Members of DB private sector schemes will retain their current transfer rights (broadly there is a statutory right to transfer up to 12 months before NPA and there are restrictions on the transfer of pensions in payment) but they will have to take advice from an authorised financial adviser who is independent of the scheme before a transfer payment can be made. The Government is not expecting a flood of transfers in April 2015 and believes the overall impact of allowing transfers to continue is likely to have limited impact on the existing DB asset base. 

No detail has yet been provided as to exactly how this requirement will fit in with the existing cash equivalent transfer legislation. The trustees of the DB scheme will be required to check that the member has taken appropriate advice before allowing the transfer to be paid but there is no detail on the timing of this, or whether the payment can still be made if the advice is negative. We would hope that there will be something in the legislation providing that the statutory right to a transfer payment does not arise until the member has provided the trustee with adequate proof of advice.

The Pensions Regulator will be producing new guidance for trustees on their powers and obligations relating to transfer payments. This will cover their powers to ask for time extensions for making payments and the circumstances in which reduced payments can be made to reflect the scheme's funding position.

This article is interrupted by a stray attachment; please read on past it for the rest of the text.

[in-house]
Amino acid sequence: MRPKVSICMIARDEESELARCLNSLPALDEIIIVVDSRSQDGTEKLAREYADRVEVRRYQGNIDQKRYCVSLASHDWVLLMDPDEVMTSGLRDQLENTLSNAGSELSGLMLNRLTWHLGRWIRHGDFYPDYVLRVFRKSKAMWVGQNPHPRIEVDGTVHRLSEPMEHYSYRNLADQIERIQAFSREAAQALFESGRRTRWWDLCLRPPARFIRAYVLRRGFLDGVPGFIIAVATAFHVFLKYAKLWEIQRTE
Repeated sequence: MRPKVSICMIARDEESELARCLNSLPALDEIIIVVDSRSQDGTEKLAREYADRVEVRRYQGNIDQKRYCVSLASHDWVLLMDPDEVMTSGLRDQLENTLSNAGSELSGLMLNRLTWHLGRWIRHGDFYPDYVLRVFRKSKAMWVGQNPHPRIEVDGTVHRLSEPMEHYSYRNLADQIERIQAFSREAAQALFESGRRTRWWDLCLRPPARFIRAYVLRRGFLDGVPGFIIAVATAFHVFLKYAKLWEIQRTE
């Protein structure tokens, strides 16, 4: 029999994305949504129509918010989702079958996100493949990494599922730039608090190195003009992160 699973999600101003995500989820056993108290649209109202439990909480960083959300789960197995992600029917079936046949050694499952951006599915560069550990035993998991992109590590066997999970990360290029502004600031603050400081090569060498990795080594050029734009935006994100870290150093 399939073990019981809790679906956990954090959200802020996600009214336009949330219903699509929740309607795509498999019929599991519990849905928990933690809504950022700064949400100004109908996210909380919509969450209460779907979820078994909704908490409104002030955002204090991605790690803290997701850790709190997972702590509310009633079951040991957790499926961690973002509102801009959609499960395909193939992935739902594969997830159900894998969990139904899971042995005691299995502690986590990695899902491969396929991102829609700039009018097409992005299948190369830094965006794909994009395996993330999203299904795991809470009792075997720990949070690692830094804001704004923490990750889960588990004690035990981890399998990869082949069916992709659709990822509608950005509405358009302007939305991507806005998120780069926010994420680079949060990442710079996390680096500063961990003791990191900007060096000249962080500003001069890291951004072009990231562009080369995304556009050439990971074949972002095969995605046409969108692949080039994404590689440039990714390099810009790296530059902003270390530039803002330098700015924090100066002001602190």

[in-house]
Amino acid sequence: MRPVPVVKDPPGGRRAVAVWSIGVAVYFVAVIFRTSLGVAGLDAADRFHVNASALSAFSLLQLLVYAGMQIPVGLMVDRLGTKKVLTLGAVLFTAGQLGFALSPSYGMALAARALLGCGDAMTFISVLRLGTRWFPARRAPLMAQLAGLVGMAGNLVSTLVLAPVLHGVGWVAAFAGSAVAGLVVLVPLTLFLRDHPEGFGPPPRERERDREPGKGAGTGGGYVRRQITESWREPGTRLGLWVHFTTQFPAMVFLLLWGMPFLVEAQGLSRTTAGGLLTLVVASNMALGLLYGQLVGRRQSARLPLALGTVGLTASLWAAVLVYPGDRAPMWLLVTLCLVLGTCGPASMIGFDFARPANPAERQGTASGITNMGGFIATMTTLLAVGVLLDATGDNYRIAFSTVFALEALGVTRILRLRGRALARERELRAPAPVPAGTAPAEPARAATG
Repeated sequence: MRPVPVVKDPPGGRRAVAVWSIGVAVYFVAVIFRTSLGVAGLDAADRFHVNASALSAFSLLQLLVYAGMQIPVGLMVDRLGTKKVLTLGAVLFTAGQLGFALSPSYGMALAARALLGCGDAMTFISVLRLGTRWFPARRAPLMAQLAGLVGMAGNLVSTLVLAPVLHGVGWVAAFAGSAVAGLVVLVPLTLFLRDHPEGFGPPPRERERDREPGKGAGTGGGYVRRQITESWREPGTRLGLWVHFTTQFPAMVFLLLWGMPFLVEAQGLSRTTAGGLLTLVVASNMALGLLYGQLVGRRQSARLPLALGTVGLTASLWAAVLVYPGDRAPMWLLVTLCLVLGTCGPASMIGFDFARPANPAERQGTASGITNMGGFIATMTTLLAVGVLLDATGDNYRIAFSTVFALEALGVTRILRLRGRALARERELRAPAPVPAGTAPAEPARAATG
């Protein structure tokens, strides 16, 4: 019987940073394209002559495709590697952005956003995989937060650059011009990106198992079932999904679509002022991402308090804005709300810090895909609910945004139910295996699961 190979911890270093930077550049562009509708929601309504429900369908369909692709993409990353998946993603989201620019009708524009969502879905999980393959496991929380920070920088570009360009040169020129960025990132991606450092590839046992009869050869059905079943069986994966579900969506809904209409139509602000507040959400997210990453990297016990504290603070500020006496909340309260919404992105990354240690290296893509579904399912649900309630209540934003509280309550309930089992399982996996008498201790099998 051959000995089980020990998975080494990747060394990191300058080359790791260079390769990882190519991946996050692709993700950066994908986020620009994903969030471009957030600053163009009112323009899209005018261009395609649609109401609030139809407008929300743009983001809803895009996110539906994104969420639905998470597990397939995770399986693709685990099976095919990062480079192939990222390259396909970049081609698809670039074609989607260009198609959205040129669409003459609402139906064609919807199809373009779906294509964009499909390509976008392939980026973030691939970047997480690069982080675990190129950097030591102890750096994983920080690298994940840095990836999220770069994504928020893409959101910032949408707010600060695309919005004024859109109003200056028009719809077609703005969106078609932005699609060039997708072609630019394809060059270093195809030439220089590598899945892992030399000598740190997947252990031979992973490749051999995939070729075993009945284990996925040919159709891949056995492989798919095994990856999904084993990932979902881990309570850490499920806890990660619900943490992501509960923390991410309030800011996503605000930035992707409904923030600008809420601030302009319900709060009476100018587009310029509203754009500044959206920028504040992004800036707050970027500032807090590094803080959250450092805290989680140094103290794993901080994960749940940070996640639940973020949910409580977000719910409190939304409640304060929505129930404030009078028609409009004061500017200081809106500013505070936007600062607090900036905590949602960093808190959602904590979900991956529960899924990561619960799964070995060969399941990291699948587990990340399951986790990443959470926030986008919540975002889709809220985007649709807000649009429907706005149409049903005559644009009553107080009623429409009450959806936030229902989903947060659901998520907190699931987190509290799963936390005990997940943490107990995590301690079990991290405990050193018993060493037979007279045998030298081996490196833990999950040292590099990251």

Similar rules will apply to funded public sector schemes (including the LGPS) but there will be a ban on transfers to DC schemes (with certain limited exceptions) from unfunded public sector schemes, such as the PCSPS.      

The requirement to take advice will not apply to transfer payments where the member has pension savings below the trivial commutation level (£30,000).

The guidance guarantee: free and impartial advice on pension options

Trustees of DC schemes and contract-based providers will have to send information to all members between four and six months before their intended retirement date (or on request). In an occupational scheme the intended retirement date would be the NRA unless the trustees had been notified otherwise by the member.

Each member will be entitled to individual impartial guidance (face-to-face if they wish). The guidance is not intended as advice, but should equip individuals to make informed choices about how they use their pensions savings. HM Treasury is responsible for designing and implementing the guidance service and initially will be working with the Pensions Advisory Service (TPAS) and the Money Advice Service (MAS) but other independent providers will almost certainly come on board.

Those offering guidance will not have to be formally authorised by the FCA but will be designated as official providers of guidance by HM Treasury and will be subject to a standards regime to be operated by the FCA. The FCA has issued consultation on the proposed standards regime.